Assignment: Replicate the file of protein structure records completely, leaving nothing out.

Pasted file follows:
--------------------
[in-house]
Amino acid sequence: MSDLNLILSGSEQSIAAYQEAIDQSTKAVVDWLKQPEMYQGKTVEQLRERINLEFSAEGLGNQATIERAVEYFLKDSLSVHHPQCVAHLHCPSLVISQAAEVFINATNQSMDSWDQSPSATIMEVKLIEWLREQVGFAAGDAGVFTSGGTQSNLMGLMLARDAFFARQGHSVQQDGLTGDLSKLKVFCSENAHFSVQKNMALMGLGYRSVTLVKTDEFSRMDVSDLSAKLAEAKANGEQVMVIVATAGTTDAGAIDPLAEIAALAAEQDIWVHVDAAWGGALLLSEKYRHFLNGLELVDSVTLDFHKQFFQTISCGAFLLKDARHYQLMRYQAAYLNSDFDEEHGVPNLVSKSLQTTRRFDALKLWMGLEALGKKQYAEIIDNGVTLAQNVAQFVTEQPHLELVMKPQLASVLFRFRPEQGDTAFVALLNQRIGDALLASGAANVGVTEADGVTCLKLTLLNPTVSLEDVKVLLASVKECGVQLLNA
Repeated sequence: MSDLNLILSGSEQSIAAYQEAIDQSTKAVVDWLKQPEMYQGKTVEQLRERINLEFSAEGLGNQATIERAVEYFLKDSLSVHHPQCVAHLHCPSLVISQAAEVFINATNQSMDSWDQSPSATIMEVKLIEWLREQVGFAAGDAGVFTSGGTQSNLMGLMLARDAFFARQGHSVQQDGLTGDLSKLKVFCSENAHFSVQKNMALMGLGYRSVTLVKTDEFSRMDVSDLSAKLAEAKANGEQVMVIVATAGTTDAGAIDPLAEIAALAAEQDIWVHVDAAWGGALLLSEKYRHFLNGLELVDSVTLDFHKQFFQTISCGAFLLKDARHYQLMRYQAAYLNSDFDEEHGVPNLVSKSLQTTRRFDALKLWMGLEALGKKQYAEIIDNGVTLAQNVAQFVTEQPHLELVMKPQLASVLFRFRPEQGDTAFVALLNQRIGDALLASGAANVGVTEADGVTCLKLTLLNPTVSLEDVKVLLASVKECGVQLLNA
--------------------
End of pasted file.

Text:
[in-house]
Amino acid sequence: MSDLNLILSGSEQSIAAYQEAIDQSTKAVVDWLKQPEMYQGKTVEQLRERINLEFSAEGLGNQATIERAVEYFLKDSLSVHHPQCVAHLHCPSLVISQAAEVFINATNQSMDSWDQSPSATIMEVKLIEWLREQVGFAAGDAGVFTSGGTQSNLMGLMLARDAFFARQGHSVQQDGLTGDLSKLKVFCSENAHFSVQKNMALMGLGYRSVTLVKTDEFSRMDVSDLSAKLAEAKANGEQVMVIVATAGTTDAGAIDPLAEIAALAAEQDIWVHVDAAWGGALLLSEKYRHFLNGLELVDSVTLDFHKQFFQTISCGAFLLKDARHYQLMRYQAAYLNSDFDEEHGVPNLVSKSLQTTRRFDALKLWMGLEALGKKQYAEIIDNGVTLAQNVAQFVTEQPHLELVMKPQLASVLFRFRPEQGDTAFVALLNQRIGDALLASGAANVGVTEADGVTCLKLTLLNPTVSLEDVKVLLASVKECGVQLLNA
Repeated sequence: MSDLNLILSGSEQSIAAYQEAIDQSTKAVVDWLKQPEMYQGKTVEQLRERINLEFSAEGLGNQATIERAVEYFLKDSLSVHHPQCVAHLHCPSLVISQAAEVFINATNQSMDSWDQSPSATIMEVKLIEWLREQVGFAAGDAGVFTSGGTQSNLMGLMLARDAFFARQGHSVQQDGLTGDLSKLKVFCSENAHFSVQKNMALMGLGYRSVTLVKTDEFSRMDVSDLSAKLAEAKANGEQVMVIVATAGTTDAGAIDPLAEIAALAAEQDIWVHVDAAWGGALLLSEKYRHFLNGLELVDSVTLDFHKQFFQTISCGAFLLKDARHYQLMRYQAAYLNSDFDEEHGVPNLVSKSLQTTRRFDALKLWMGLEALGKKQYAEIIDNGVTLAQNVAQFVTEQPHLELVMKPQLASVLFRFRPEQGDTAFVALLNQRIGDALLASGAANVGVTEADGVTCLKLTLLNPTVSLEDVKVLLASVKECGVQLLNA